Arianespace have returned to action on Wednesday, as their Ariane 5 ECA launched two more telecommunication satellites into orbit – namely Arabsat-5C and SES-2. Launch from the European Spaceport in Kourou, French Guiana, was on schedule, at the start of a 40 minute launch window, which opened at 9:38pm UTC.
Ariane 5 ECA Launch Overview:
The Ariane 5 ECA (Cryogenic Evolution type A) – the most powerful version in the Ariane 5 range – was used for this flight.
The Ariane 5 ECA is an improved Ariane 5 Generic launcher. Although it has the same general architecture, a number of major changes were made to the basic structure of the Ariane 5 Generic version to increase thrust and enable it to carry heavier payloads into orbit.
Designed to place payloads weighing up to 9.6 tonnes into GTO, this increased capacity allows the Ariane 5 ECA to handle dual launches of very large satellites.
As Arianespace prepares for the expansion of its launcher family with the introduction of Soyuz and Vega at the Spaceport, the company has adopted a new numbering system to identify its missions with these three vehicles.
Ariane 5 flights will carry the “VA” designation, followed by the flight number. The “V” is for “vol,” the French word for “flight,” while the “A” represents the use of an Ariane launch vehicle. As a result, this latest mission will carry the “VA204” reference, for the 204th launch of an Ariane since this family of vehicles began operations in 1979.
With the introduction of Soyuz at the Spaceport in 2011 – starting with the launch of the Galileo IOV-M1 satellites – Arianespace missions from South America with the medium-lift workhorse launcher will be designated “VS,” while flights with the lightweight Vega vehicle are to be referenced as “VV.”
SES-2 was positioned on the launcher’s core section as the lower payload, allowing the “stack” to be completed with installation of the Arabsat-5C/SYLDA/fairing combination atop it.
During the flight sequence, the payload fairing will be jettisoned first, followed by deployment of Arabsat-5C. The SYLDA dispenser is then released, allowing the subsequent separation of SES-2 to complete the Arianespace mission.
The multi-mission Arabsat-5C was built for the Arab Satellite Communications Organization (Arabsat), and is to provide capacity in both the C- and Ka-bands for a range of communications services. To be operated from Arabsat’s 20 deg. East orbital position.
Arabsat-5C was built by EADS Astrium and Thales Alenia Space in a joint program for the satellite’s assembly and in-orbit delivery. As the lead partner, Astrium supplied the Eurostar E3000 platform, with responsibility for assembling and testing the spacecraft. Thales Alenia Space designed and built the communications payload, which integrates C-band and Ka-band transponders.
The spacecraft has an estimated launch mass of 4,630 kg.
Its SES-2 co-passenger for the Ariane 5 flight was built by Orbital Sciences Corporation of the U.S. for SES WORLD SKIES, and is a hybrid C- and Ku-band spacecraft that will serve North America from an orbital slot of 87 deg. West.
This platform has an estimated mass at liftoff of 3,152 kg., and it also carries the Commercially Hosted InfraRed Payload (CHIRP) for the U.S. Air Force – which integrates a wide-field of view sensor in the satellite.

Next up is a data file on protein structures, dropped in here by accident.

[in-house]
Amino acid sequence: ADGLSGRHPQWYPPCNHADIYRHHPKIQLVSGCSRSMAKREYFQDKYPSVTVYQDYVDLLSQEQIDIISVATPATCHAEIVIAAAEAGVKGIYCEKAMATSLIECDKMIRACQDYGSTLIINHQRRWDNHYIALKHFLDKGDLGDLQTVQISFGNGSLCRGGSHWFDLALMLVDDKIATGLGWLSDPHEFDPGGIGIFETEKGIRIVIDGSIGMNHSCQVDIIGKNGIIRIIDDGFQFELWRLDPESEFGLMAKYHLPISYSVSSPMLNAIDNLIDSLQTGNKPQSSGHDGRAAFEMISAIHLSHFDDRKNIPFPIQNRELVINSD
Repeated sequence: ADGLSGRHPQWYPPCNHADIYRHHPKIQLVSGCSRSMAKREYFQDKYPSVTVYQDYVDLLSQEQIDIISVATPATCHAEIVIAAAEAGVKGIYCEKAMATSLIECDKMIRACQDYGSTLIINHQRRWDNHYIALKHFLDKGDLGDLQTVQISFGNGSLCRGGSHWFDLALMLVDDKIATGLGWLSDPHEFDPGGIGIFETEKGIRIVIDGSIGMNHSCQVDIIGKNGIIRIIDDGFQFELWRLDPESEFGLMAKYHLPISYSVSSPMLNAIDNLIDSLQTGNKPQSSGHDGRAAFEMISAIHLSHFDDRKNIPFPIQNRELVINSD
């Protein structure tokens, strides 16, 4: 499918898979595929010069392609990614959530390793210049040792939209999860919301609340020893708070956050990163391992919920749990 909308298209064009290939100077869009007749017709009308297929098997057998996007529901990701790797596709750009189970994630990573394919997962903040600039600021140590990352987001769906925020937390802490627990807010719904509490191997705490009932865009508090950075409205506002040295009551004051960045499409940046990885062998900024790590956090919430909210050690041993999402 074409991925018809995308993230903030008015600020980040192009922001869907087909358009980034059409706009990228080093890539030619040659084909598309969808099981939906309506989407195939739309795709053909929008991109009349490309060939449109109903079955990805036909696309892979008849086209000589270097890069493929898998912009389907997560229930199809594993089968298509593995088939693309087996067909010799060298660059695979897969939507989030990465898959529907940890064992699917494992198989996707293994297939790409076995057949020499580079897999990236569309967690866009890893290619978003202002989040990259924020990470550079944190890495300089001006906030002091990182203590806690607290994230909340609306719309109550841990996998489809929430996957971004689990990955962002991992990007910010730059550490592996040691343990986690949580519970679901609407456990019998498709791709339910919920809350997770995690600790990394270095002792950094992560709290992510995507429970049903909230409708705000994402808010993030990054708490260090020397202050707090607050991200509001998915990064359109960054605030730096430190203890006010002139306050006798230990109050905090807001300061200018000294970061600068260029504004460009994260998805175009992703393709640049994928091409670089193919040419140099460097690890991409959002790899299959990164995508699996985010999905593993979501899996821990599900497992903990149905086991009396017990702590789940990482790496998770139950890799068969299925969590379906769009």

The SES-2 satellite is based on Orbital’s GEOStar 2.4 bus, the company’s largest and most powerful communications satellite. It carries 24 active C-band and 24 Ku-band transponders of 36 MHz capacity. Six of the channels in each band can be cross-strapped to the opposite band, enabling new service capability.
The SES-2 satellite will generate approximately 5.0 kilowatts of payload power and will have two 2.3 meter deployable reflectors.
“We are looking forward to the upcoming launch and the completion of the in-orbit testing of the SES-2 spacecraft for our customer,” said Mr. Christopher Richmond, Orbital’s Senior Vice President and head of its communications satellite business unit.
“SES-2 will join four other Orbital-built GEOStar 2 spacecraft in the SES fleet, including SES-1, SES-3, NSS-9 and AMC-21, all of which continue to operate with high reliability, enabling SES to provide communications services to its customers around the world.”
CHIRP program manager Brent Armand added, “Orbital’s critical role in establishing the contract framework, the engineering processes and procedures, and the standard hosted payload interface to be first used by CHIRP, is helping pave the way for a new business value proposition for our government and international customers.
“Taking advantage of the regularity and reliability of the commercial space industry to deploy new-generation technologies in a timely way and at an affordable total mission cost is becoming an attractive option for government space mission planners.”
The flight had been delayed for supplementary checks on the engine that powers Ariane 5’s cryogenic upper stage, which were performed as part of Arianespace’s commitment to quality and reliability.
“As we do not tolerate any defect on our launchers, there was no hesitation on our part in delaying this upcoming flight to ensure the highest level of quality for a successful mission,” said Arianespace Chairman & CEO Jean-Yves Le Gall.
“With the launch sector’s ‘devastation’ caused by mission failures of other vehicles, Ariane 5 stands out with its track record of 45 consecutive successes.”
The launch suffered one further 24 hour delay due to industrial action in the local area.
(Images via Arianespace)